Dir.: Jean-Pierre and Luc Dardenne
Cast: Marion Cotillard, Fabrizio Rongione, Pili Groyne, Simon Caudry
Belgium/France/Italy 2014, 95 min.
The Dardennes brothers began their filmmaking activities in the late seventies and have hugged the limelight at Cannes since their Palme d’Or win with Rosetta in 1999. Success continued with wins at Cannes for Le Fils in 2002, L’Enfant in 2005, Le Silence de Lorna in 2008 and Le Gamin au Velo in 2001 but this year they were not so lucky with Two Days, One Night.
It stars Marion Cotillard as Sandra, who has been off work with depression. When she returns to her workplace in small company producing solar panels, Dumont, the owner, gives his staff an ultimatum: they can either get their 1000 Euro bonus, with the result that Sandra will be sacked (since the foreman Jean-Marc has decided that the production line can work without her), or they sacrifice their bonus and Sandra can keep her job. Apart from two close friends of Sandra, the fourteen others vote for their bonus. Since Jean-Marc has wrongly informed the workers, that one of them will be sacked, if they vote for Sandra to keep her job, Dumont gives Sandra a last chance: she has the weekend to convince the majority of her co-workers to change their mind for the new ballot on Monday morning.
Sandra is anything but a heroine: she pops her anti-depressants like candy, permanently attacks her supportive husband Manu (Rongione), oscillating between self-pity and passive-aggressive behaviour, she is often her worst enemy. The Dardenne brothers show that victims of society, like Sandra (and her colleges) are not nice, simpering waifs who suffer in resplendent silence, but show their hurt in an unpleasant, sometimes obnoxious way. But there is a reason: Sandra and Manu know that without Sandra’s salary, they will fall down the social ladder unable to pay their mortgage, and have to go back to social housing. A fate they would like to avoid, particularly for their two young children.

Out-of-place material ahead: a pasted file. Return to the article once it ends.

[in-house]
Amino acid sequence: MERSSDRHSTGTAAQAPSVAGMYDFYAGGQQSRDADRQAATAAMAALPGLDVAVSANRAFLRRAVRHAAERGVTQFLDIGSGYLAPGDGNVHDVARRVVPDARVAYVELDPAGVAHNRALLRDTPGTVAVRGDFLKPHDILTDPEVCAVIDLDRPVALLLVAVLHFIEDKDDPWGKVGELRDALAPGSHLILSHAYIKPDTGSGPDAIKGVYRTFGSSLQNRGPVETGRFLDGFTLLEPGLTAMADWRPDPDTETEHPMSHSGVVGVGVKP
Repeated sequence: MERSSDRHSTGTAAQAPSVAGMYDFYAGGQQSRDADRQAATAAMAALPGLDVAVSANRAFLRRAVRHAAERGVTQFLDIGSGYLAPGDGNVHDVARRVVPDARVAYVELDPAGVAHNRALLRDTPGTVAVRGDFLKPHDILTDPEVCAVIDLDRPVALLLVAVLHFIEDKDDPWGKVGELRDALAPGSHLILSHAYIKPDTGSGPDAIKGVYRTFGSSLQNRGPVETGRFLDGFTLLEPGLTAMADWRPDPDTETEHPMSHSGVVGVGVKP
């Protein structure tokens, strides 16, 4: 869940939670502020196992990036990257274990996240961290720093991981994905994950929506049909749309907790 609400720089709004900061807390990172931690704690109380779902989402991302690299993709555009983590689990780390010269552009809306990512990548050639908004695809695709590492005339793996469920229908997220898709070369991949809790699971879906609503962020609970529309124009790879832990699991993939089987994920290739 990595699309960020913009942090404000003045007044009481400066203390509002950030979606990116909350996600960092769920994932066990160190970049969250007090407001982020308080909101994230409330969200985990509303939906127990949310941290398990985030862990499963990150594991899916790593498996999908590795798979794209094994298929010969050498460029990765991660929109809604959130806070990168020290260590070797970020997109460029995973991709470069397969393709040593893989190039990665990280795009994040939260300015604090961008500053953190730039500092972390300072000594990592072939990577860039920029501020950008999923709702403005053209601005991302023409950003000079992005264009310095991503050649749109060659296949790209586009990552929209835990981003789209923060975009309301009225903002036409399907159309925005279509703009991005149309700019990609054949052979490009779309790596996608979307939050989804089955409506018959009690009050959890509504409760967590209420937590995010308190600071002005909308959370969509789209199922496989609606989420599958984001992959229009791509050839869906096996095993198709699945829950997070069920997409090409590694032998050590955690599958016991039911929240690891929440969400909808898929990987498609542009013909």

In spite of herself, Sandra gets through to some of her co-workers on her weekend odyssey around the local houses, where every encounter is a small story in itself: one worker breaks down in tears, ashamed of himself that he voted for his bonus, even though Sandra had saved his job in the past. Another starts a violent fight with a college, who is open to Sandra’s argument and a wife leaves her abusive husband, because he wants to use the bonus money for a patio. A Black worker is equally afraid of God and his foreman at work, suffering from his dithering. But in the end they are all put in this position by the management: the choice they have to make is inhuman and nobody should be made to make an inhuman choice, according to Jean-Luc and Pierre Dardenne.
Even though this is the first time that the brothers have worked with a real star, a brilliant Cotillard, they have spurned a Hollywood like happy-end. Instead we get another measured, sober but not at all depressing solution. Apart from Cotillard, the camera (who follows her every subtle emotional nuance) is as always the ‘star’ of a Dardenne film: un-intrusive, non-judgmental but chronicling nevertheless every detail. Somehow the directors avoid repetitiveness and the Belgian hinterland is not shown as an uniform downtrodden landscape of no-hopers, but a vibrant place of struggle. TWO DAYS, ONE NIGHT is a hopeful, against-the-odds message, like the hero in De Sica’s Umberto D, Sandra often stumbles, but always regains her dignity to go another step further. AS
Coming soon on DVD
[youtube id=”InuzW58ydyU” width=”600″ height=”350″]